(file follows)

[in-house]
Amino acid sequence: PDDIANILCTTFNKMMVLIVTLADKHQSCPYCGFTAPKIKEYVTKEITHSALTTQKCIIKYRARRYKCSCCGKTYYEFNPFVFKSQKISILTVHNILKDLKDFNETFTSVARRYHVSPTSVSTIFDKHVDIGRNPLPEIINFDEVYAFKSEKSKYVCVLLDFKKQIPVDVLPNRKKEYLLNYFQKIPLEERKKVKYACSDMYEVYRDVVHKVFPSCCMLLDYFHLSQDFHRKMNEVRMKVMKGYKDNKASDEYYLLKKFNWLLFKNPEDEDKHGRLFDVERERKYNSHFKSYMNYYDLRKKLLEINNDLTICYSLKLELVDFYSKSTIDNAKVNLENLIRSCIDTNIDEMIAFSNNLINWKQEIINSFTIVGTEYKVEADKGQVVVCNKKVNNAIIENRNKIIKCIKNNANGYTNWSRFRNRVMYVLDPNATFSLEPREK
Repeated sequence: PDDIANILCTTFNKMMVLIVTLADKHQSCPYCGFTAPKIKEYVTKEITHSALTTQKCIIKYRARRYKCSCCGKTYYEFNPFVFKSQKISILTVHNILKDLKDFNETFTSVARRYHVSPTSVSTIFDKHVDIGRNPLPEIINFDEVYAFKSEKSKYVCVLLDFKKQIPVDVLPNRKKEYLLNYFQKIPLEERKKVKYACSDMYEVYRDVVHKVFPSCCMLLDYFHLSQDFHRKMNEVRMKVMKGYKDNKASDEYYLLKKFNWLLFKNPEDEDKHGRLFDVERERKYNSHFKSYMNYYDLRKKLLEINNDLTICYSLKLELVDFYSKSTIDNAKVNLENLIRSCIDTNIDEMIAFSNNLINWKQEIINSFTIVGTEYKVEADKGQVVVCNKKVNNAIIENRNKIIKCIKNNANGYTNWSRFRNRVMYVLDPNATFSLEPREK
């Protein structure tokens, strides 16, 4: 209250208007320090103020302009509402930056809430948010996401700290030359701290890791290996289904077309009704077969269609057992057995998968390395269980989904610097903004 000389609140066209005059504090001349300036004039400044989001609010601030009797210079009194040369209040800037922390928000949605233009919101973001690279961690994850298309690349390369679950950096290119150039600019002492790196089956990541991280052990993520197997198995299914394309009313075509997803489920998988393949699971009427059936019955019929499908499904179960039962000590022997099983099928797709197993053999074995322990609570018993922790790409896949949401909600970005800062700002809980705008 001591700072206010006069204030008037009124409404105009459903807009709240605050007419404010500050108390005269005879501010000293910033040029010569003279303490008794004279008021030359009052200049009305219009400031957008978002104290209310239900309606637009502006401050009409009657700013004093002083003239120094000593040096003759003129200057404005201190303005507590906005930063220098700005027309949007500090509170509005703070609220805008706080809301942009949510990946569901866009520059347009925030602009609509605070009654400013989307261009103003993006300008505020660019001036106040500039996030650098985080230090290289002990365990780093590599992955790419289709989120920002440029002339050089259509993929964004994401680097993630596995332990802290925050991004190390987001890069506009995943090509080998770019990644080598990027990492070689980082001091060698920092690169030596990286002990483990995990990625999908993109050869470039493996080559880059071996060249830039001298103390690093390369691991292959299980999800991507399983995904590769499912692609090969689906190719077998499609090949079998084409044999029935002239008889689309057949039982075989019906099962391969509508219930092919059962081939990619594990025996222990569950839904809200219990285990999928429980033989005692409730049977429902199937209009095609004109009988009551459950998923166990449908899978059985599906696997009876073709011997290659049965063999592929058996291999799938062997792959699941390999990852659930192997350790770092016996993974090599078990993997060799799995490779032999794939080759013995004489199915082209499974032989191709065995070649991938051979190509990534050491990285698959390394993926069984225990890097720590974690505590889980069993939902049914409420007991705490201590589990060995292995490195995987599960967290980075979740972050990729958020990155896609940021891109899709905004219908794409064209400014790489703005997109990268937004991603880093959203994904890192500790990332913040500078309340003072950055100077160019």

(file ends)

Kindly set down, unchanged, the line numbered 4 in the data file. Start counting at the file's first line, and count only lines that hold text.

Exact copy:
């Protein structure tokens, strides 16, 4: 209250208007320090103020302009509402930056809430948010996401700290030359701290890791290996289904077309009704077969269609057992057995998968390395269980989904610097903004 000389609140066209005059504090001349300036004039400044989001609010601030009797210079009194040369209040800037922390928000949605233009919101973001690279961690994850298309690349390369679950950096290119150039600019002492790196089956990541991280052990993520197997198995299914394309009313075509997803489920998988393949699971009427059936019955019929499908499904179960039962000590022997099983099928797709197993053999074995322990609570018993922790790409896949949401909600970005800062700002809980705008 001591700072206010006069204030008037009124409404105009459903807009709240605050007419404010500050108390005269005879501010000293910033040029010569003279303490008794004279008021030359009052200049009305219009400031957008978002104290209310239900309606637009502006401050009409009657700013004093002083003239120094000593040096003759003129200057404005201190303005507590906005930063220098700005027309949007500090509170509005703070609220805008706080809301942009949510990946569901866009520059347009925030602009609509605070009654400013989307261009103003993006300008505020660019001036106040500039996030650098985080230090290289002990365990780093590599992955790419289709989120920002440029002339050089259509993929964004994401680097993630596995332990802290925050991004190390987001890069506009995943090509080998770019990644080598990027990492070689980082001091060698920092690169030596990286002990483990995990990625999908993109050869470039493996080559880059071996060249830039001298103390690093390369691991292959299980999800991507399983995904590769499912692609090969689906190719077998499609090949079998084409044999029935002239008889689309057949039982075989019906099962391969509508219930092919059962081939990619594990025996222990569950839904809200219990285990999928429980033989005692409730049977429902199937209009095609004109009988009551459950998923166990449908899978059985599906696997009876073709011997290659049965063999592929058996291999799938062997792959699941390999990852659930192997350790770092016996993974090599078990993997060799799995490779032999794939080759013995004489199915082209499974032989191709065995070649991938051979190509990534050491990285698959390394993926069984225990890097720590974690505590889980069993939902049914409420007991705490201590589990060995292995490195995987599960967290980075979740972050990729958020990155896609940021891109899709905004219908794409064209400014790489703005997109990268937004991603880093959203994904890192500790990332913040500078309340003072950055100077160019």